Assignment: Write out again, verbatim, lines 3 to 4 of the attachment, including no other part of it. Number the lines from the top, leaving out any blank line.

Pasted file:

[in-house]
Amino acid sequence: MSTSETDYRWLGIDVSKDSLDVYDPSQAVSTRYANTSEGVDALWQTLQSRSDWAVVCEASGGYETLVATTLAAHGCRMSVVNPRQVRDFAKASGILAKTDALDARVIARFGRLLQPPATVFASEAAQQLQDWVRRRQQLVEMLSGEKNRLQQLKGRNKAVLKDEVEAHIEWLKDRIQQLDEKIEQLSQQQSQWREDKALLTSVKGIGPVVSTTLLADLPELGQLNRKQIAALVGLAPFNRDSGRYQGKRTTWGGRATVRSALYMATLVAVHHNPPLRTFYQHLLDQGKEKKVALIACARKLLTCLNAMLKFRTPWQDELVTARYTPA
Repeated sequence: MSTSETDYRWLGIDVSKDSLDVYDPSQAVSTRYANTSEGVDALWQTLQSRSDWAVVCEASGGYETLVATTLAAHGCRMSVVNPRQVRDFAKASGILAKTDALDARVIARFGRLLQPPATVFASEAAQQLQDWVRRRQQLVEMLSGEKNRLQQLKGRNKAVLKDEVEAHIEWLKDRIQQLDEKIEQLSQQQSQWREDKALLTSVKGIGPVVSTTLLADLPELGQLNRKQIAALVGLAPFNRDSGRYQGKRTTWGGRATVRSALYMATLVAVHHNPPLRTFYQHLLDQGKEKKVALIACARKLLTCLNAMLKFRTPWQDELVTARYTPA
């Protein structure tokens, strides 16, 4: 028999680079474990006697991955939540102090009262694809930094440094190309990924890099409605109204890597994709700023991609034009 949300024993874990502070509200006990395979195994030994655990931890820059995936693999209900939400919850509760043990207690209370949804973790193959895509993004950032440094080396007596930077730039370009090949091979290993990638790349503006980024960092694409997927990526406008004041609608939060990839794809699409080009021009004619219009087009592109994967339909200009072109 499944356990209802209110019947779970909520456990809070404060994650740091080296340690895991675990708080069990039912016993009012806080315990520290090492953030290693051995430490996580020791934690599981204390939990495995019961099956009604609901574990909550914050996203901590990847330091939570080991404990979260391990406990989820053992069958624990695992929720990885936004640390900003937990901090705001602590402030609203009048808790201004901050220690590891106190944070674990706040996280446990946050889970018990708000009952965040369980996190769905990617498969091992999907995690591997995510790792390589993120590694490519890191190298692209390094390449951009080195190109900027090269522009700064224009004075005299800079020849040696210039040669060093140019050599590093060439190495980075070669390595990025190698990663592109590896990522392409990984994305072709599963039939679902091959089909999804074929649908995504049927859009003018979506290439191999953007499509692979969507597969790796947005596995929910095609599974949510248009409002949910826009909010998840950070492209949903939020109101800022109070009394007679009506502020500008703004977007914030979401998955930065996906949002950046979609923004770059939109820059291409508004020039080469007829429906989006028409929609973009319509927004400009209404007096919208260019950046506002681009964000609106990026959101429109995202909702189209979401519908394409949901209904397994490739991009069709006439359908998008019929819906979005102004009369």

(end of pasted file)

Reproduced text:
Repeated sequence: MSTSETDYRWLGIDVSKDSLDVYDPSQAVSTRYANTSEGVDALWQTLQSRSDWAVVCEASGGYETLVATTLAAHGCRMSVVNPRQVRDFAKASGILAKTDALDARVIARFGRLLQPPATVFASEAAQQLQDWVRRRQQLVEMLSGEKNRLQQLKGRNKAVLKDEVEAHIEWLKDRIQQLDEKIEQLSQQQSQWREDKALLTSVKGIGPVVSTTLLADLPELGQLNRKQIAALVGLAPFNRDSGRYQGKRTTWGGRATVRSALYMATLVAVHHNPPLRTFYQHLLDQGKEKKVALIACARKLLTCLNAMLKFRTPWQDELVTARYTPA
């Protein structure tokens, strides 16, 4: 028999680079474990006697991955939540102090009262694809930094440094190309990924890099409605109204890597994709700023991609034009 949300024993874990502070509200006990395979195994030994655990931890820059995936693999209900939400919850509760043990207690209370949804973790193959895509993004950032440094080396007596930077730039370009090949091979290993990638790349503006980024960092694409997927990526406008004041609608939060990839794809699409080009021009004619219009087009592109994967339909200009072109 499944356990209802209110019947779970909520456990809070404060994650740091080296340690895991675990708080069990039912016993009012806080315990520290090492953030290693051995430490996580020791934690599981204390939990495995019961099956009604609901574990909550914050996203901590990847330091939570080991404990979260391990406990989820053992069958624990695992929720990885936004640390900003937990901090705001602590402030609203009048808790201004901050220690590891106190944070674990706040996280446990946050889970018990708000009952965040369980996190769905990617498969091992999907995690591997995510790792390589993120590694490519890191190298692209390094390449951009080195190109900027090269522009700064224009004075005299800079020849040696210039040669060093140019050599590093060439190495980075070669390595990025190698990663592109590896990522392409990984994305072709599963039939679902091959089909999804074929649908995504049927859009003018979506290439191999953007499509692979969507597969790796947005596995929910095609599974949510248009409002949910826009909010998840950070492209949903939020109101800022109070009394007679009506502020500008703004977007914030979401998955930065996906949002950046979609923004770059939109820059291409508004020039080469007829429906989006028409929609973009319509927004400009209404007096919208260019950046506002681009964000609106990026959101429109995202909702189209979401519908394409949901209904397994490739991009069709006439359908998008019929819906979005102004009369």